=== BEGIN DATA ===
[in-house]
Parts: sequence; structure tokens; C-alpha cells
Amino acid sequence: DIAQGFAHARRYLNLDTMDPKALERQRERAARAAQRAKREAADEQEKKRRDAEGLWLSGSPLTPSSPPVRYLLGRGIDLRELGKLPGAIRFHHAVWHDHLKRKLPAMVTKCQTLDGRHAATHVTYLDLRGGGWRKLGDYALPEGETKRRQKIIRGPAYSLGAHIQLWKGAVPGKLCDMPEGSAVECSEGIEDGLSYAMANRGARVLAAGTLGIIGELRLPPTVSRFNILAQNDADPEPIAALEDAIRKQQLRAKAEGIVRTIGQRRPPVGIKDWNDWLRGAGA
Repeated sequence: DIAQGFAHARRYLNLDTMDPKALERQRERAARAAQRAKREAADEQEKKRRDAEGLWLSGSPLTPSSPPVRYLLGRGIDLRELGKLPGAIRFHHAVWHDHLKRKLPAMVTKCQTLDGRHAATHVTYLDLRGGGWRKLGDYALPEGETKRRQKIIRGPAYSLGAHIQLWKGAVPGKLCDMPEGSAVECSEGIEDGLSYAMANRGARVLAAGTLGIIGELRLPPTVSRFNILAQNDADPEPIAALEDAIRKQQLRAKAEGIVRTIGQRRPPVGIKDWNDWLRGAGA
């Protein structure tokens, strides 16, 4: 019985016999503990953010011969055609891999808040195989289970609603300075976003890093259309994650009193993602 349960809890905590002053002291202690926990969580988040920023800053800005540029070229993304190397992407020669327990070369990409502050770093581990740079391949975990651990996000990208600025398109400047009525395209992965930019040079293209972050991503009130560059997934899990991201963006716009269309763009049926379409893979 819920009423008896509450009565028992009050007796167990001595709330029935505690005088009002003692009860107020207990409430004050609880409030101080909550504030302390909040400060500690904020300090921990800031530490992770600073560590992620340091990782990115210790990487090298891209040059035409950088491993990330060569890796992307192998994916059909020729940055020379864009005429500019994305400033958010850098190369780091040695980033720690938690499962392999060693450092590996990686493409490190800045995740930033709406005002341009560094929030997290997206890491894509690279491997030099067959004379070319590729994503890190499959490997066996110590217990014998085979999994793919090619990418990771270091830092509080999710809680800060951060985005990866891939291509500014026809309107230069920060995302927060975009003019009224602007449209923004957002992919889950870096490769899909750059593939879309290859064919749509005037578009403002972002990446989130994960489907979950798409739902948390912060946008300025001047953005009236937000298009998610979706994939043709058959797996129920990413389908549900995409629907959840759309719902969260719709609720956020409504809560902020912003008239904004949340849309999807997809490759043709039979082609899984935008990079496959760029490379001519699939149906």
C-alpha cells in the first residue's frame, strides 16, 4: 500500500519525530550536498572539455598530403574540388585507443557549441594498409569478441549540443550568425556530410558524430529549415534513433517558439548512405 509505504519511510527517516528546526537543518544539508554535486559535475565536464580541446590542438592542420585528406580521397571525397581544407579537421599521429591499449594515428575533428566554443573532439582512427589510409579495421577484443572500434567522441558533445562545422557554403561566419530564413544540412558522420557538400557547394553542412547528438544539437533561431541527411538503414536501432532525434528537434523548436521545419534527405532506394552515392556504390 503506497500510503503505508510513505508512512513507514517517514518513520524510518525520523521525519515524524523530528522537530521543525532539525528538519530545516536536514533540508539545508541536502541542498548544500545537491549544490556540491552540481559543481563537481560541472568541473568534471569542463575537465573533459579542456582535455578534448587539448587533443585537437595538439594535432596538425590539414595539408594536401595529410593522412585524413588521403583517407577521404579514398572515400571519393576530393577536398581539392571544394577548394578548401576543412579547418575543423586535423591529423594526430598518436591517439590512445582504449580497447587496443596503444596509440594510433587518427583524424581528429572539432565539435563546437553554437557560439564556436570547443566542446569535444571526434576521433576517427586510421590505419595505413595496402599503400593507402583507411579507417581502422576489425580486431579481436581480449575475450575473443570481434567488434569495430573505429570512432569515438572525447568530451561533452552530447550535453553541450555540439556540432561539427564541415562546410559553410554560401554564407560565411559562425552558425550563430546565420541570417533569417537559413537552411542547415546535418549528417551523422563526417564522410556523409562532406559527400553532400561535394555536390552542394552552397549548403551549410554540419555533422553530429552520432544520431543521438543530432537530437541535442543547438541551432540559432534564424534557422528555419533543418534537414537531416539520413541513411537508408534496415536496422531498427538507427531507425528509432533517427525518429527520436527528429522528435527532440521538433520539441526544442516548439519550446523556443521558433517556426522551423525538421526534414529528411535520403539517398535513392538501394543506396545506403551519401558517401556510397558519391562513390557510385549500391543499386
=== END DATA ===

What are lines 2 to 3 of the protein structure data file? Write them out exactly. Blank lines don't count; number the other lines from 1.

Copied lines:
Parts: sequence; structure tokens; C-alpha cells
Amino acid sequence: DIAQGFAHARRYLNLDTMDPKALERQRERAARAAQRAKREAADEQEKKRRDAEGLWLSGSPLTPSSPPVRYLLGRGIDLRELGKLPGAIRFHHAVWHDHLKRKLPAMVTKCQTLDGRHAATHVTYLDLRGGGWRKLGDYALPEGETKRRQKIIRGPAYSLGAHIQLWKGAVPGKLCDMPEGSAVECSEGIEDGLSYAMANRGARVLAAGTLGIIGELRLPPTVSRFNILAQNDADPEPIAALEDAIRKQQLRAKAEGIVRTIGQRRPPVGIKDWNDWLRGAGA